• Provide employees with gloves, a gown, a face shield or goggles, and a respirator when in contact with or within six feet of patients or others known or suspected to be infected with COVID.
  • Develop and implement a written Infectious Disease Preparedness and Response Plan.
  • Provide training to all employees on the hazards and characteristics of the virus.

Additional Requirements for “Medium” Risk Job Tasks

Employers whose employees are engaging in “medium” risk job tasks must additionally comply with the following:

  • Require prescreening/surveying of employees before each work shift to verify the employee does not have signs or symptoms of COVID.
  • Where possible, implement flexible worksites (i.e. telework) and flexible work hours (i.e. staggered shifts).
  • Require employees in customer-facing jobs to wear face coverings.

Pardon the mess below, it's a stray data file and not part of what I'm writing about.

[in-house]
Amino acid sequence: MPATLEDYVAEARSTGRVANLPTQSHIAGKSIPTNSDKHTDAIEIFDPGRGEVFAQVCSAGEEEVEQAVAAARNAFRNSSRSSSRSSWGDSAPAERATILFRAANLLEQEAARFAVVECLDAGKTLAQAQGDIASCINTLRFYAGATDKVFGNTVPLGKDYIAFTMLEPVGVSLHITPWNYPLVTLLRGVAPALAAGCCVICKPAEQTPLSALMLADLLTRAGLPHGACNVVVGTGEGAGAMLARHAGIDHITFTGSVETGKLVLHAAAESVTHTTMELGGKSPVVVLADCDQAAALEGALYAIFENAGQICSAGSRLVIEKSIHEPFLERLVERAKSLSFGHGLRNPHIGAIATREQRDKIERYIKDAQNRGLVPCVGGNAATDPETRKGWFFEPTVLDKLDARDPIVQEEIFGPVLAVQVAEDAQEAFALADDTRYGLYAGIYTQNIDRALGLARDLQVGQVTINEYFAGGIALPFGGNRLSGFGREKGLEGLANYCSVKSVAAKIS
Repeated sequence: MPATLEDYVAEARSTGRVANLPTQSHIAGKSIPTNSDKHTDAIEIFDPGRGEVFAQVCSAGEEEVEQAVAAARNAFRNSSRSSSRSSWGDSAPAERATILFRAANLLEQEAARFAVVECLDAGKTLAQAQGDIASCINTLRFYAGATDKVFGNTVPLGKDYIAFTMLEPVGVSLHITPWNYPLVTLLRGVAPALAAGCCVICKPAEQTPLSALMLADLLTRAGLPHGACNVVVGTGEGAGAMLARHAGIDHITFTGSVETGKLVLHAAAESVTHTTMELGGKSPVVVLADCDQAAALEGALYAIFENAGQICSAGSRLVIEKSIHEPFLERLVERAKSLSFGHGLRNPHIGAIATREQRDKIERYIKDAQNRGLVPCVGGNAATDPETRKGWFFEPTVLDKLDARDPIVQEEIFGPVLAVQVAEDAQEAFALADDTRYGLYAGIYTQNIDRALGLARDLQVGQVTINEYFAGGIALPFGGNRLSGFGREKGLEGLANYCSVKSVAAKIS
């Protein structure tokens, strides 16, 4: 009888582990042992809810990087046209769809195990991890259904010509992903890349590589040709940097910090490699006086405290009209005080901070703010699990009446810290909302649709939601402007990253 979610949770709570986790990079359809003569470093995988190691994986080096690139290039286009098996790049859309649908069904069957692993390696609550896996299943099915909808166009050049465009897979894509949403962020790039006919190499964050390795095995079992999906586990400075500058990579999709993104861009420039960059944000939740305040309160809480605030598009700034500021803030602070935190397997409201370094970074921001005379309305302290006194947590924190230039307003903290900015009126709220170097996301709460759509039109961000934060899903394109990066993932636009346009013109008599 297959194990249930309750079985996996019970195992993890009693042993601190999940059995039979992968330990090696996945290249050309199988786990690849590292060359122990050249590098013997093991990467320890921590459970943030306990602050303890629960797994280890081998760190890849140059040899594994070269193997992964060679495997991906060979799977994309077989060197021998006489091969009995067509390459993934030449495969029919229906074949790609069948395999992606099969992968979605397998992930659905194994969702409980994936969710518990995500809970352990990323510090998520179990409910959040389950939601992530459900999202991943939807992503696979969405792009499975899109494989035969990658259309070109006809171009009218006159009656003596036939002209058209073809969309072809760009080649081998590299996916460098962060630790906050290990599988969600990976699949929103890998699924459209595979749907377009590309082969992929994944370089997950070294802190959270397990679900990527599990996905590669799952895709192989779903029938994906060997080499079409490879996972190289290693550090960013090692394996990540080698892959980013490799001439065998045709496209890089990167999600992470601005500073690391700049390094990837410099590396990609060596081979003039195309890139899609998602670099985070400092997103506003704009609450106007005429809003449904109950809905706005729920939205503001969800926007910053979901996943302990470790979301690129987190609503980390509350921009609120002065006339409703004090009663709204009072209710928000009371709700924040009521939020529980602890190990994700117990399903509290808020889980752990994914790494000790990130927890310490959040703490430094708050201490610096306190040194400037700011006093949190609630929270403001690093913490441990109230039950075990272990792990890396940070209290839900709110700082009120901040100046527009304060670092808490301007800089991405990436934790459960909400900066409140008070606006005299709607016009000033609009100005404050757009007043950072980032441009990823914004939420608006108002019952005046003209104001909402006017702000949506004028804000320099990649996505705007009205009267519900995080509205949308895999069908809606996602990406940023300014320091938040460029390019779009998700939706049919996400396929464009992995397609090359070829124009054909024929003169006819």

• Provide training to all employees on the hazards and characteristics of the virus.

“Medium” risk employers with eleven or more employees shall also develop and implement a written Infectious Disease Preparedness and Response Plan.

Anti-Discrimination Provision

Lastly, the new emergency standard prohibits discrimination against any employee for exercising their rights under the standard, for voluntarily providing and wearing their own personal protective equipment, and/or for raising reasonable concerns about infection control.

As you are aware, things are changing quickly and there is a lack of clear-cut authority or bright line rules on implementation.  This article is not intended to be an unequivocal, one-size fits all guidance, but instead represents our interpretation of where things currently and generally stand.  This article does not address the potential impacts of the numerous other local, state and federal orders that have been issued in response to the COVID-19 pandemic, including, without limitation, potential liability should an employee become ill, requirements regarding family leave, sick pay and other issues.

Sheppard Mullin is committed to providing employers with updated information regarding COVID-19 and its impact on the workplace.  Stay informed on legal implications with Sheppard Mullin’s Coronavirus Insights Portal which now aggregates the firm’s various COVID-19 blog posts on a broad range of topics.